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Graham, Maryemma

Maryemma
Graham, PhD
Year Inducted: 
2002
Maryemma Graham
Highlights: 
  • Founder and Director of the Project on the History of Black Writing
  • Director of Langston Hughes International Symposium at KU and Founder/Director of the Langston Hughes National Poetry Project
  • President of the Toni Morrison Society and chair of her Princeton University 75th birthday party
  • Editor of numerous seminal collections of works on African American writers
  • Credited with revitalizing and restructuring the October Conference
  • John Hope Franklin Fellow, National Humanities Center
  • KU Distinguished Professor
Biography: 

Dr. Nancy Hiebert, the nominator of this next KU Women’s Hall of Fame inductee, wrote of the recipient, “Maryemma is a woman with a mission: to increase interest in and exposure to poetry as a spoken and written art, as a form of participatory activity, and as a means of advancing human understanding.”  Noted for her “characteristic zeal and energy,” Dr. Maryemma Graham wasted no time in advancing her mission here at the University of Kansas.  Since joining the faculty of the English Department in 1998, Maryemma has been credited with revitalizing and restructuring the October Conference, which focuses on the study and teaching of composition and literature at all educational levels.  Prof. John Edgar Tidwell writes that Maryemma insured the conference’s “success by forming alliances with the College of Education, the Lied Center, the Lawrence Arts Council, the College of Fine Arts, and the City of Lawrence.  It is this ability to bring previously parochial or self-contained interest together that is one of her greatest strengths.”  Maryemma has also taken on the leadership of the March Oral History Workshop, which, as colleague Barbara Watkins explains, “has drawn packed audiences every year and continues to grow.”  Her work as a scholar should not be underplayed as well.  Professor Emerti, Elizabeth Schultz explains, “A superb scholar, Professor Graham has edited numerous collections of works on African American writers, which have…become seminal in African American studies.”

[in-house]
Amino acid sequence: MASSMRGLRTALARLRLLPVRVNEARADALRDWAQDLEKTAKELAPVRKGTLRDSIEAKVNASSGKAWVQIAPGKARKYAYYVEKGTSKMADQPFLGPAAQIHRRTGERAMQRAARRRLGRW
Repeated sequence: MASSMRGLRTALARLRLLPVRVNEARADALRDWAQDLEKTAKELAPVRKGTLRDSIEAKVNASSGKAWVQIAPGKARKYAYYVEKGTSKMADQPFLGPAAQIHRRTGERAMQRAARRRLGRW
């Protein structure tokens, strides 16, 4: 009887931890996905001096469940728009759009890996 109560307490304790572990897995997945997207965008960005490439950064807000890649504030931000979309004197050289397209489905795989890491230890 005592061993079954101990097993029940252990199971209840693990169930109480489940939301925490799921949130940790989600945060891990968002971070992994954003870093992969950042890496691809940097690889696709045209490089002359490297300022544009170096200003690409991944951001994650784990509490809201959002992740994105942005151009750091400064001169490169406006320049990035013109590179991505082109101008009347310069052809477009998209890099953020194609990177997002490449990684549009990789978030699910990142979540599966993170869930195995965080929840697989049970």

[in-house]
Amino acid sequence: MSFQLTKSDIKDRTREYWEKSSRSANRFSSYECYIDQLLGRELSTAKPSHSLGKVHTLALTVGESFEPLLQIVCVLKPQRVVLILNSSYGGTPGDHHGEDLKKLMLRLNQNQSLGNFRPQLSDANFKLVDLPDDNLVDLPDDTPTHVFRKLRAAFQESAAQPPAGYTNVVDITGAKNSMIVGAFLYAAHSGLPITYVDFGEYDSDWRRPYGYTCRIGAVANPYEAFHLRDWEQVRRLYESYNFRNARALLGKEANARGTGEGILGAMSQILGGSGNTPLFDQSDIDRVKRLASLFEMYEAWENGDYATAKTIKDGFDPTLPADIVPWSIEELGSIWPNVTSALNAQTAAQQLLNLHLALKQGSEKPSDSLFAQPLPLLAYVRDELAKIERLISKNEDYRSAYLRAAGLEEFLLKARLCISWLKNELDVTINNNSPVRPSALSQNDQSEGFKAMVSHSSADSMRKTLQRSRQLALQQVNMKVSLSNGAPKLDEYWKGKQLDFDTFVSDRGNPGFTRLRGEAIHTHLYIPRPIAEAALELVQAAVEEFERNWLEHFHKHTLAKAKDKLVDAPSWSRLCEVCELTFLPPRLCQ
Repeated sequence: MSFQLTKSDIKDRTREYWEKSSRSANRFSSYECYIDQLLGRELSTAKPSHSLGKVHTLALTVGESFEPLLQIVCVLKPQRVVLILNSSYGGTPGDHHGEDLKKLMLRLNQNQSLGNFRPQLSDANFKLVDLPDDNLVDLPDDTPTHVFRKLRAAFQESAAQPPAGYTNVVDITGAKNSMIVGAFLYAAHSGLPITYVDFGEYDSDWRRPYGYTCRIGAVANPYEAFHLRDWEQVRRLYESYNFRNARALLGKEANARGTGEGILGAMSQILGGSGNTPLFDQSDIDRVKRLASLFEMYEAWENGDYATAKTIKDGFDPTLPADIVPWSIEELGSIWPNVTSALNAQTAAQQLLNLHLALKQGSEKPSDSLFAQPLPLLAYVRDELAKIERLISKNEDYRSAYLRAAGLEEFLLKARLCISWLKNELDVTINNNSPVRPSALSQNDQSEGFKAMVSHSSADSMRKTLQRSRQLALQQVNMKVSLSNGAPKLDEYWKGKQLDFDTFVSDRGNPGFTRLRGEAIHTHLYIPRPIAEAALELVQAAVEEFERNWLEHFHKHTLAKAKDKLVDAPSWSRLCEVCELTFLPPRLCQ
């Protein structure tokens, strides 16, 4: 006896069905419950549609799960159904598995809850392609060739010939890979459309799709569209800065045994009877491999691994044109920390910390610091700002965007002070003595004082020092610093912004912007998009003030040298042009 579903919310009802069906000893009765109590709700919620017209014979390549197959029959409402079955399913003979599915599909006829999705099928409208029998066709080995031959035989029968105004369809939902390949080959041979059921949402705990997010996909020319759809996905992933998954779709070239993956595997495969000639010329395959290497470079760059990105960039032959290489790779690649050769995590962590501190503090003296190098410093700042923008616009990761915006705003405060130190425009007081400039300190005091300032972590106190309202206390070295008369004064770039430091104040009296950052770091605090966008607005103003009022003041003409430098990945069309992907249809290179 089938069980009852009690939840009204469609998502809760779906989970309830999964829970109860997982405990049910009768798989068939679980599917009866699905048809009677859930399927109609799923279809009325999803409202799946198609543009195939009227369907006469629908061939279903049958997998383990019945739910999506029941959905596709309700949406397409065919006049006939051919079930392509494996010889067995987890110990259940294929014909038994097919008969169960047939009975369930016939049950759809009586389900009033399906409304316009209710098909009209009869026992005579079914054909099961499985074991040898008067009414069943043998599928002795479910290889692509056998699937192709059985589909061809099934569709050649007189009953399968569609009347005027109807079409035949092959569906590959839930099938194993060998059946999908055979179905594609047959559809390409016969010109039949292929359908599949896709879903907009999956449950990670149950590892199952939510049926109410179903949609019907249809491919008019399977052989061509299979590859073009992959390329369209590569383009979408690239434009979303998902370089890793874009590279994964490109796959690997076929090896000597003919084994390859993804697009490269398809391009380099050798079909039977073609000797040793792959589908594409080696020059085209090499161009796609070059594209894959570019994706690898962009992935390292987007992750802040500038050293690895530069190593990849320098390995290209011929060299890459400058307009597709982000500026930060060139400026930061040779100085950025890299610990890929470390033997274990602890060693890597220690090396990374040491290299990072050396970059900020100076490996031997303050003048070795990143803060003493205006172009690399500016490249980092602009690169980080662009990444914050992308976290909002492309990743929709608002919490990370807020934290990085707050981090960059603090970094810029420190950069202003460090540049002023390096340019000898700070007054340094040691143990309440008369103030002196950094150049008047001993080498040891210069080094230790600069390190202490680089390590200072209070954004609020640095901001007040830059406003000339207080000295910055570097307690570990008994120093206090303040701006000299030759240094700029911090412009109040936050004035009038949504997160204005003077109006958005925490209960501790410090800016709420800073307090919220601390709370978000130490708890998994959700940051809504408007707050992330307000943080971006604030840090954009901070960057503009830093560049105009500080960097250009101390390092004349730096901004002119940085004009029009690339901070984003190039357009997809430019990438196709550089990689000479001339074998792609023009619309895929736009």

But undoubtedly, one of Maryemma’s greatest contributions to the KU, Lawrence, and International literary communities has been her leadership in the recent University symposium “Let America Be America Again: an International Symposium on the Art, Life, and Legacy of Langston Hughes.”  Chancellor Hemenway comments, “the media attention to the conference and to Langston Hughes, KU, and Lawrence was the best and most favorable I have seen for any project since I arrived here seven years ago…and [it] was the direct result of Professor Graham’s creativity, energy, and determination.”  Dr. Hiebert remarked of Maryemma’s leadership of the conference, “She has used her extraordinary abilities to significantly advance the University and Lawrence community’s understanding of African American culture and literature, to arouse a high level of interest in and commitment to improving and understanding relationships between races, and to share her passion for the power of literature, particularly poetry…In significant ways she has helped bridge the distance between races and generations.”  


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